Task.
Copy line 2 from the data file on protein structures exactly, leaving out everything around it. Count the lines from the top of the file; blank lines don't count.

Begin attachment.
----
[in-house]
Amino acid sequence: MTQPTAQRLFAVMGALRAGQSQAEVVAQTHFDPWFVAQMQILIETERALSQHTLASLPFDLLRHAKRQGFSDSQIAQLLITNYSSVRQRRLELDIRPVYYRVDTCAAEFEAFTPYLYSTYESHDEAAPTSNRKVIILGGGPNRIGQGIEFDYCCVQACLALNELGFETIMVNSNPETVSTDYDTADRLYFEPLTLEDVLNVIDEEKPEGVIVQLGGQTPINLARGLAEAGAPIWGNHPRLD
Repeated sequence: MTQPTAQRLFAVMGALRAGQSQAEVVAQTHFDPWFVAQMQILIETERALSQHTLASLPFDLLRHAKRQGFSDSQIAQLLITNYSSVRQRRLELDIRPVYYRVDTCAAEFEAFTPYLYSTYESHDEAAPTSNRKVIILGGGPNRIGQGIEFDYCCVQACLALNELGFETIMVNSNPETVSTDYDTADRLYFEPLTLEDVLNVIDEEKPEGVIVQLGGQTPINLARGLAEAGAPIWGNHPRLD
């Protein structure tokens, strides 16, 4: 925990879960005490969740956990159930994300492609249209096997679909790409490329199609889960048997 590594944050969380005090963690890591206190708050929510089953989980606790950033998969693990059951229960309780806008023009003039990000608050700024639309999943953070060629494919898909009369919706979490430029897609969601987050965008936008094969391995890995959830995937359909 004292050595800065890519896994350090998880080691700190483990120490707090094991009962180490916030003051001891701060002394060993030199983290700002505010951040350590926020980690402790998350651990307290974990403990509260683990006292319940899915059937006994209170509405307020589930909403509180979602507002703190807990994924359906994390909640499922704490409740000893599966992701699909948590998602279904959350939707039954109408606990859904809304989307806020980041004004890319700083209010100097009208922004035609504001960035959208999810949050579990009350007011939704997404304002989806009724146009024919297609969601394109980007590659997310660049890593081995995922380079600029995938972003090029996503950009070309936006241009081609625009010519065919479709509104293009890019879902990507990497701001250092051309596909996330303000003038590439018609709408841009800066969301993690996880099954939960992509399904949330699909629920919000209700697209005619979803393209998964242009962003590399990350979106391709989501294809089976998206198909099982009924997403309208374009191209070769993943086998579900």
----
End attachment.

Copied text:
Amino acid sequence: MTQPTAQRLFAVMGALRAGQSQAEVVAQTHFDPWFVAQMQILIETERALSQHTLASLPFDLLRHAKRQGFSDSQIAQLLITNYSSVRQRRLELDIRPVYYRVDTCAAEFEAFTPYLYSTYESHDEAAPTSNRKVIILGGGPNRIGQGIEFDYCCVQACLALNELGFETIMVNSNPETVSTDYDTADRLYFEPLTLEDVLNVIDEEKPEGVIVQLGGQTPINLARGLAEAGAPIWGNHPRLD